For over 50 years, Seattle law firm Reed Longyear has served businesses, families and individuals like you in the Greater Seattle area and around Washington State. Our goal is to build long-term relationships with our clients, tailoring our legal services to your diverse needs. We pride ourselves on handling legal issues with creativity, sensitivity and foresight.


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Recent News & Resources

Happy 12 year anniversary at Reed Longyear to Legal Assistant and Technology Support Deanna Hendrickson who joined the firm as a contract employee in April 2003 and became full time just six months later. Deanna supports Attorney Douglas Ahrens, Michael Malnati, and Frederic Reed in business and real estate related matters. We are lucky to have Deanna’s positive attitude and resourcefulness everyday at the office!

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Happy 12 year anniversary at Reed Longyear to Attorney Christina Corwin! Christina, a skilled mediator and acclaimed family law attorney, handles issues such as divorce, parenting plans, child support and family contracts. We feel fortunate to have such a kindhearted and respected member on our team. Find out more about Christina and her practice here.

Summertime is wedding season, which can make the early part of the year, for a family lawyer, “prenup season.”

We encourage proactive planning for major life events, and a wedding is definitely a major life event.  Part of planning for a wedding should ideally include learning about the financial rules that change when two lives are joined by marriage.  If the background rules set up by the law are not what the couple wants to apply to their union then couples can specify for themselves what rules apply by using a prenuptial agreement.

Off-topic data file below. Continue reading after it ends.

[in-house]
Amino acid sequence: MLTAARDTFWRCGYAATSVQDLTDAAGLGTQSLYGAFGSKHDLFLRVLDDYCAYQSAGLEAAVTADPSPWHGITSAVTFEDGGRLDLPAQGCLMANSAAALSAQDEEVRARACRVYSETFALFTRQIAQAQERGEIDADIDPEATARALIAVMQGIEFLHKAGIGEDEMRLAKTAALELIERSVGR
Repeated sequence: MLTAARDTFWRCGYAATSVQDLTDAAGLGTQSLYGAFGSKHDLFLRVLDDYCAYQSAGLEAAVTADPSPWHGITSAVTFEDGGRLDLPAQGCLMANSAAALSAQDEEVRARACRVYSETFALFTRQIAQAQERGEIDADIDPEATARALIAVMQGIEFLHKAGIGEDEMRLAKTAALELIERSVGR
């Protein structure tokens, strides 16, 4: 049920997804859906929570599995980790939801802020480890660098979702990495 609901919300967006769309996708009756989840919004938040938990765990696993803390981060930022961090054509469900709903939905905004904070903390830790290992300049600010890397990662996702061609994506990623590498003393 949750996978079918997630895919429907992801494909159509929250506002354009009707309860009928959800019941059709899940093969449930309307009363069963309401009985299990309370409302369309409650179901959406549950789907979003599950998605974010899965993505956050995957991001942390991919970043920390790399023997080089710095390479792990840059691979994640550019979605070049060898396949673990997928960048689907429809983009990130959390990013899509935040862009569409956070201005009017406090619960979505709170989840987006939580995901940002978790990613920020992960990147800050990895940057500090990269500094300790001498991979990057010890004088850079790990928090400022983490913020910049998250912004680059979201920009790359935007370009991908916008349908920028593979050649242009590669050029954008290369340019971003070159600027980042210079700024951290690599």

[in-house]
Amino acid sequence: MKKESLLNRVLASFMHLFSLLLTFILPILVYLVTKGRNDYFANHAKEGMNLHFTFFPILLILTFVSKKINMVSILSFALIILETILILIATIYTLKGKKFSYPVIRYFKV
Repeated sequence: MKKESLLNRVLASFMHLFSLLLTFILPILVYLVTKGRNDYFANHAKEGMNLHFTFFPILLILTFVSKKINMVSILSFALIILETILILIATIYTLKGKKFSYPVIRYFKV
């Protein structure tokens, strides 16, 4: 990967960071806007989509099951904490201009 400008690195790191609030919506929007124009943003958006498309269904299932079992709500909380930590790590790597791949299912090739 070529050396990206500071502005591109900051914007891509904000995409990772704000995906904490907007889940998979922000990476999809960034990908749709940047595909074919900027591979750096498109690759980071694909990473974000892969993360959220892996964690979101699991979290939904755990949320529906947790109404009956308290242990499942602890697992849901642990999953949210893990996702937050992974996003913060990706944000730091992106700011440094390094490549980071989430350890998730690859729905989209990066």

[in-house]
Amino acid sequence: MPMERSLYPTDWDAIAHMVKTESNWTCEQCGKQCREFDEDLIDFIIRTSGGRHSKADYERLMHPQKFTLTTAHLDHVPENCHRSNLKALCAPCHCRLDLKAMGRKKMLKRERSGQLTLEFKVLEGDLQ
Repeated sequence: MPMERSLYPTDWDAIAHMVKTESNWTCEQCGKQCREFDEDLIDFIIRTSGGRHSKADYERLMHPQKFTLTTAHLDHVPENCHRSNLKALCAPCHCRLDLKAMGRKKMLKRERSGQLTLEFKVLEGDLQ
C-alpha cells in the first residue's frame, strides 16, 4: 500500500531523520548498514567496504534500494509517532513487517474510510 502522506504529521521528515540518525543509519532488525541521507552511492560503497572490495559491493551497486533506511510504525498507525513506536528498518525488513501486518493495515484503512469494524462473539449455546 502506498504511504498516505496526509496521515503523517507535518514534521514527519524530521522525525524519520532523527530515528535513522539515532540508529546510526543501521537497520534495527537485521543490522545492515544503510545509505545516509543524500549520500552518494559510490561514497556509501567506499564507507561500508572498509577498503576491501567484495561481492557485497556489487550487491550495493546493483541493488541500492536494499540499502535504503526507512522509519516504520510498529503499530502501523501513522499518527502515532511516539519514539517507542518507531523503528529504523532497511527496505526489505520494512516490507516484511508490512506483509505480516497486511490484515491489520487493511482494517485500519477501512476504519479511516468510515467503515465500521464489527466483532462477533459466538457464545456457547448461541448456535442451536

Many people assume prenuptial agreements only cover what happens if the couple divorces, and as a result have a negative association of the agreements as “planning for divorce,” but the agreements often cover much more than the possibility of divorce.   Prenuptial agreements typically address what happens with income and management of property during the marriage, and what happens when the marriage ends upon the death of one or both spouses, as well as what the spouses expect if one spouse later seeks a divorce.  Ideally spouses should be able to talk about how finances will be managed to ensure their expectations are consistent, and proactive planning can help bring clarity and avoid dissatisfaction or arguments from the spouses realizing later that they actually had different expectations.

We encourage spouses to discuss finances early in the wedding planning process to make sure there is time to enter into an agreement that would alter the default rules that will apply once the marriage occurs.  When couples seek a prenuptial agreement too close to the wedding date there is often concern that the agreement was made under duress of an impending wedding.  Ideally we like to see couples and complete an agreement before the wedding invitations are sent.  Spouses can also enter into agreements after a wedding, but at that point the default rules are already in place, and we like to take the opportunity plan in advance when we can.

If you are engaged and want to understand the financial consequences of a marriage, consider reaching out to reputable family and estate planning lawyers.  Proactive planning is a great way to avoid anxiety from uncertainty about what lies ahead.


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